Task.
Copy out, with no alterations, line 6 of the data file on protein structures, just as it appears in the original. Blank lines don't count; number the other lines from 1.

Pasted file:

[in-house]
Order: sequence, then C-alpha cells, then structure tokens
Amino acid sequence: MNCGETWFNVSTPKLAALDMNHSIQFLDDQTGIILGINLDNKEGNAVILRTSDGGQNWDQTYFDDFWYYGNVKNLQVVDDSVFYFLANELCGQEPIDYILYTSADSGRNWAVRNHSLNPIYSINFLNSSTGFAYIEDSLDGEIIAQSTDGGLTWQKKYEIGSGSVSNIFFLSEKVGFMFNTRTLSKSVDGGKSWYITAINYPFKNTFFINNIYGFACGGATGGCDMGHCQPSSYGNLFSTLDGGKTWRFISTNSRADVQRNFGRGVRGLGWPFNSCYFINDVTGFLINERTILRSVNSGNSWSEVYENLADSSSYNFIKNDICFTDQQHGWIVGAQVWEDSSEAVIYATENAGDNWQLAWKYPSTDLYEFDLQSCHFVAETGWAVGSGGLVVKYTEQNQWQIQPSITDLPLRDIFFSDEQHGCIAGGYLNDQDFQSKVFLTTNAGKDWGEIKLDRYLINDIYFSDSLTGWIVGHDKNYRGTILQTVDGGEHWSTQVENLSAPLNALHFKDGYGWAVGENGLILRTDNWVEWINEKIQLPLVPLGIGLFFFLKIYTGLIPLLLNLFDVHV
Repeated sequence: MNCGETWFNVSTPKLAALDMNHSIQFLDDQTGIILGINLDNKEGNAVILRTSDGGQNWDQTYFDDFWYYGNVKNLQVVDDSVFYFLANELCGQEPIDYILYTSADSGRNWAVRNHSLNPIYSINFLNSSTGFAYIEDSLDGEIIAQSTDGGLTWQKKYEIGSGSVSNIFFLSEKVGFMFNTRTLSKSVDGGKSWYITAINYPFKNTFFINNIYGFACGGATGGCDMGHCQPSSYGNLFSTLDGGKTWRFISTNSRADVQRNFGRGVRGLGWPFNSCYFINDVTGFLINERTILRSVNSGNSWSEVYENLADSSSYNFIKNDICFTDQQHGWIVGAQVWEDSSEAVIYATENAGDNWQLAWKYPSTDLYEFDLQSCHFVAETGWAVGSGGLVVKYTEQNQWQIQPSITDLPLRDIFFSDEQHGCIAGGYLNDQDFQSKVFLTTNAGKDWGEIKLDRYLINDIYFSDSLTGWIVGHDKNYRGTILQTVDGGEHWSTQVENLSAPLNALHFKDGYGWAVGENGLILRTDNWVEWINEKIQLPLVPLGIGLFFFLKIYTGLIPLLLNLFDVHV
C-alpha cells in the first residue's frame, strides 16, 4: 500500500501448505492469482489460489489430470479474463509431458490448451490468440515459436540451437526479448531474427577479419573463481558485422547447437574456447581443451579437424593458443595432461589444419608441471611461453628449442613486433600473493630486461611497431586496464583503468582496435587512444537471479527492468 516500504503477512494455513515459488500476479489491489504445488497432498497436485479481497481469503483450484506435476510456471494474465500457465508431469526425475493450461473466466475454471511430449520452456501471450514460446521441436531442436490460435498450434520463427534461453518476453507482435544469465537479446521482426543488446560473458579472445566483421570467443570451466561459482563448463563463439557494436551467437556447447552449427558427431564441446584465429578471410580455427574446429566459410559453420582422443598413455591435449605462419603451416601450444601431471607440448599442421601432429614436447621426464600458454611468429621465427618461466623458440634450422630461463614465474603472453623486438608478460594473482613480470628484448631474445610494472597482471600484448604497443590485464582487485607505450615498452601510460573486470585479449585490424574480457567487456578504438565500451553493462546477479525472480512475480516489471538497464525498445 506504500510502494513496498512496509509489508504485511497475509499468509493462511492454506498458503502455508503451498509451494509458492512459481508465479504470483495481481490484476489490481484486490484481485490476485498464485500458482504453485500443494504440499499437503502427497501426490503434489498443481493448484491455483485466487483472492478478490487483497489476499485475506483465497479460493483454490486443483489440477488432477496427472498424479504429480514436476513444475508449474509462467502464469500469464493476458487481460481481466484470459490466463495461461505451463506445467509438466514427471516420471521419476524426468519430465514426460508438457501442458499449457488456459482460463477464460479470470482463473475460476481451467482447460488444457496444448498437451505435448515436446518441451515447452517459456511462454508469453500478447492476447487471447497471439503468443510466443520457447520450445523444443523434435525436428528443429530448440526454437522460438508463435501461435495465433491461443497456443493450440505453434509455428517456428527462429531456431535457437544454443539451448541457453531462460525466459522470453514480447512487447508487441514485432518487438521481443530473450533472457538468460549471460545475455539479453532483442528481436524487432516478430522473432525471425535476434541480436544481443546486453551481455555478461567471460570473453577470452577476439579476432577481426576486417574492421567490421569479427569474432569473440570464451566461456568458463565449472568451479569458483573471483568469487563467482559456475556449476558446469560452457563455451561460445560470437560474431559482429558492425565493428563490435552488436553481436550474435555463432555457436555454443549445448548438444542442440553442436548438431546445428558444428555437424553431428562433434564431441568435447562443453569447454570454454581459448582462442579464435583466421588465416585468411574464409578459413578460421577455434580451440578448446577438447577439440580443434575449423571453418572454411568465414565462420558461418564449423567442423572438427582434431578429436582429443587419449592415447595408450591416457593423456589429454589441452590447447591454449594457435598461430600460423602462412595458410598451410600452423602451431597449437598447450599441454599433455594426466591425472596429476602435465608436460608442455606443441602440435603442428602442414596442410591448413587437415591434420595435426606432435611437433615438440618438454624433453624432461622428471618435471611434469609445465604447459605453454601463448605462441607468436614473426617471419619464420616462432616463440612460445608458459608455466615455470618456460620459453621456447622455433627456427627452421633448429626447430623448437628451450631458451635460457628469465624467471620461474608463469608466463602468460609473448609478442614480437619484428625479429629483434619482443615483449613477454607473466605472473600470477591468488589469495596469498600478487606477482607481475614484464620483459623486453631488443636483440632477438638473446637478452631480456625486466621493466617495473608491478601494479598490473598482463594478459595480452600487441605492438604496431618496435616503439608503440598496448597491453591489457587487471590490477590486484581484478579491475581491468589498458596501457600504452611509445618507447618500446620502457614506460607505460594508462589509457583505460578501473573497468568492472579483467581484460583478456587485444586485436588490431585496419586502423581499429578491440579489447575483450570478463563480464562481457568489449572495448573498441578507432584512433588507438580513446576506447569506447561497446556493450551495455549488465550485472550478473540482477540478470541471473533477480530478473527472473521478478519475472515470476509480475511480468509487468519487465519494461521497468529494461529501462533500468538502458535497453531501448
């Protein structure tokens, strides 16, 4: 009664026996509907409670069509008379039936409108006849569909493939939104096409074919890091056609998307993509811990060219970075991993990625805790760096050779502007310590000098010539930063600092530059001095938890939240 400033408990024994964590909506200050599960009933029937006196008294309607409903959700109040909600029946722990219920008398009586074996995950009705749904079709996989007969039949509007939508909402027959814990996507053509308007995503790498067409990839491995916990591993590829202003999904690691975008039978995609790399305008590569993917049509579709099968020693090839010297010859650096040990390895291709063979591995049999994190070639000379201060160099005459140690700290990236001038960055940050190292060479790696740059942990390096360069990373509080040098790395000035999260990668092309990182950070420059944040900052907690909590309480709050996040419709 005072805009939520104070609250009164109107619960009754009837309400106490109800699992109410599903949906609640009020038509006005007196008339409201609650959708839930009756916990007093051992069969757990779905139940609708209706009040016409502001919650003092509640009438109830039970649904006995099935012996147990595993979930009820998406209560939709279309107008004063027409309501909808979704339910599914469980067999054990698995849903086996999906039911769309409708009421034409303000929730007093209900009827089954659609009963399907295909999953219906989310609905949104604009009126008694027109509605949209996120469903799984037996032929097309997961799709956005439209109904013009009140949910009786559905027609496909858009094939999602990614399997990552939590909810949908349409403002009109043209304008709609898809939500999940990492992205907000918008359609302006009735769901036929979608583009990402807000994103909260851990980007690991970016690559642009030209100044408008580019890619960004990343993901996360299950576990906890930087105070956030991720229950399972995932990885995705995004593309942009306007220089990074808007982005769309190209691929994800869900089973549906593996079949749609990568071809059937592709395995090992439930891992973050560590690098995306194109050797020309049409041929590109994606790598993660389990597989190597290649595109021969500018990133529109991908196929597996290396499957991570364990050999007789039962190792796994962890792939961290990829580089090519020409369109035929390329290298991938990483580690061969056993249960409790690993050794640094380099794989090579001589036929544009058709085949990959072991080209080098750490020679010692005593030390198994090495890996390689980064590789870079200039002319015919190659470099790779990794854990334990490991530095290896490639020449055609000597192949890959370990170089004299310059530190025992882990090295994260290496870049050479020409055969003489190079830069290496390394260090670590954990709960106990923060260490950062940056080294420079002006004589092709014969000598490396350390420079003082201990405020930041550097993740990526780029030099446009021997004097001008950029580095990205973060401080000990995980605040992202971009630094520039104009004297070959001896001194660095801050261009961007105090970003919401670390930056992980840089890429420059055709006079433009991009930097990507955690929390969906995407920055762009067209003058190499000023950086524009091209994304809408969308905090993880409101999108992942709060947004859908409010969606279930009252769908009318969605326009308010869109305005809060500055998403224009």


């Protein structure tokens, strides 16, 4: 009664026996509907409670069509008379039936409108006849569909493939939104096409074919890091056609998307993509811990060219970075991993990625805790760096050779502007310590000098010539930063600092530059001095938890939240 400033408990024994964590909506200050599960009933029937006196008294309607409903959700109040909600029946722990219920008398009586074996995950009705749904079709996989007969039949509007939508909402027959814990996507053509308007995503790498067409990839491995916990591993590829202003999904690691975008039978995609790399305008590569993917049509579709099968020693090839010297010859650096040990390895291709063979591995049999994190070639000379201060160099005459140690700290990236001038960055940050190292060479790696740059942990390096360069990373509080040098790395000035999260990668092309990182950070420059944040900052907690909590309480709050996040419709 005072805009939520104070609250009164109107619960009754009837309400106490109800699992109410599903949906609640009020038509006005007196008339409201609650959708839930009756916990007093051992069969757990779905139940609708209706009040016409502001919650003092509640009438109830039970649904006995099935012996147990595993979930009820998406209560939709279309107008004063027409309501909808979704339910599914469980067999054990698995849903086996999906039911769309409708009421034409303000929730007093209900009827089954659609009963399907295909999953219906989310609905949104604009009126008694027109509605949209996120469903799984037996032929097309997961799709956005439209109904013009009140949910009786559905027609496909858009094939999602990614399997990552939590909810949908349409403002009109043209304008709609898809939500999940990492992205907000918008359609302006009735769901036929979608583009990402807000994103909260851990980007690991970016690559642009030209100044408008580019890619960004990343993901996360299950576990906890930087105070956030991720229950399972995932990885995705995004593309942009306007220089990074808007982005769309190209691929994800869900089973549906593996079949749609990568071809059937592709395995090992439930891992973050560590690098995306194109050797020309049409041929590109994606790598993660389990597989190597290649595109021969500018990133529109991908196929597996290396499957991570364990050999007789039962190792796994962890792939961290990829580089090519020409369109035929390329290298991938990483580690061969056993249960409790690993050794640094380099794989090579001589036929544009058709085949990959072991080209080098750490020679010692005593030390198994090495890996390689980064590789870079200039002319015919190659470099790779990794854990334990490991530095290896490639020449055609000597192949890959370990170089004299310059530190025992882990090295994260290496870049050479020409055969003489190079830069290496390394260090670590954990709960106990923060260490950062940056080294420079002006004589092709014969000598490396350390420079003082201990405020930041550097993740990526780029030099446009021997004097001008950029580095990205973060401080000990995980605040992202971009630094520039104009004297070959001896001194660095801050261009961007105090970003919401670390930056992980840089890429420059055709006079433009991009930097990507955690929390969906995407920055762009067209003058190499000023950086524009091209994304809408969308905090993880409101999108992942709060947004859908409010969606279930009252769908009318969605326009308010869109305005809060500055998403224009």